“Statements or meetings concerning BDS are protected by freedom of expression and freedom of assembly, as enshrined in the Dutch Constitution and the European Convention on Human Rights,” [Dutch Foreign Minister Bert] Koenders said Thursday...-- Jerusalem Post

Of course, Israel is furious about this.

In response to the Dutch move, [Israeli] Foreign Ministry Spokesman Emmanuel Nachshon lashed back and told the Post that there needed to be limits on the concept of freedom of speech.

“Once free speech becomes a pretext for allowing hate speech, then it is no longer legitimate,” Nachshon said. -- Jerusalem Post

"Limits on the concept of freedom of speech?" Sounds detestable. Who gets to decide those limits?

Boycotts have been a major part of the Western social arsenal for centuries. History has been swayed by boycotts.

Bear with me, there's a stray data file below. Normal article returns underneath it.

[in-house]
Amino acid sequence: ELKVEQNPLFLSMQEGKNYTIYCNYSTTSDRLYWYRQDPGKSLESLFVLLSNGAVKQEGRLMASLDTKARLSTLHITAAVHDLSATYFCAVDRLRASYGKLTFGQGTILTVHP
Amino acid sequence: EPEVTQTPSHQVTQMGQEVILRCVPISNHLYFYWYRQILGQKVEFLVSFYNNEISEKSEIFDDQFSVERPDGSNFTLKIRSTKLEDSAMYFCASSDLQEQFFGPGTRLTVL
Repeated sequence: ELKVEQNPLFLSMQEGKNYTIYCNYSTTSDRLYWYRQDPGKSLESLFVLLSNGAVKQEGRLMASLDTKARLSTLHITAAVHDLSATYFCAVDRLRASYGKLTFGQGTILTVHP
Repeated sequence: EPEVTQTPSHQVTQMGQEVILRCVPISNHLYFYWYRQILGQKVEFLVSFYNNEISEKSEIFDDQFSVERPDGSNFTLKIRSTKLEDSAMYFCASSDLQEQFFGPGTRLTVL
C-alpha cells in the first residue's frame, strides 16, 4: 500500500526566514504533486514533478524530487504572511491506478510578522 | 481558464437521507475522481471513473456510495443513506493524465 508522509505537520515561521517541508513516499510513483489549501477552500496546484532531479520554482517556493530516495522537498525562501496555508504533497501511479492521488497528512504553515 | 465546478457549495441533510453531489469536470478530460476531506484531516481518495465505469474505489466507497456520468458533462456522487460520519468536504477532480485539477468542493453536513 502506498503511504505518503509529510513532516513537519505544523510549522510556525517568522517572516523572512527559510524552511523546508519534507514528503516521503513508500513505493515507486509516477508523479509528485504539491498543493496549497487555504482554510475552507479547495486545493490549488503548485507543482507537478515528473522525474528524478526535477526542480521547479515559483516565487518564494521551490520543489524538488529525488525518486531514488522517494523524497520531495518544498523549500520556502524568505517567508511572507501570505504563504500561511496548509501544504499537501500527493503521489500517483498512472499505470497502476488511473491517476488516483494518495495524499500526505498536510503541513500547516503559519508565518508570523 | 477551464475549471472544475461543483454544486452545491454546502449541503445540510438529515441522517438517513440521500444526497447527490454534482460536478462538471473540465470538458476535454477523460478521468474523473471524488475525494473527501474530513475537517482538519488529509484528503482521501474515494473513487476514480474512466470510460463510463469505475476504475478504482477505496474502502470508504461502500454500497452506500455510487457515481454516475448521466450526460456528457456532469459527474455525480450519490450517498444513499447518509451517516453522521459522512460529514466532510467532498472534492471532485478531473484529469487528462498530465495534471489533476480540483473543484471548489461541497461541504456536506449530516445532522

• The Boston Tea Party led to a sense of American identity and the American Revolution
  • The Irish led boycott against eponymous Captain Boycott resurrected Irish nationalism and put Britain on notice that the Gaels were not beaten.
  • The Jews themselves unsuccessfully tried to boycott German goods in the 1930s, in hopes of toppling Hitler.
  • In Mandatory Palestine, both the Arabs and Jews tried to boycott each other. Labor Zionism was predicated on Jewish exclusivity.
  • Blacks led a boycott of the Montgomery Bus line to desegregate buses.
  • In NAACP vs Claiborne Hardware, 1982, the U.S. Supreme Court upheld boycotts as protected speech.

So boycotts have an honorable history. It is with trepidation that any Western government should intervene to stop them. Normally, they are a vital part of the democratic process. At least Sweden thought so, as well.

...Sweden had been the only European government to recognize that BDS is a civil society movement and that governments should not try to impede it. -- Electronic Intifada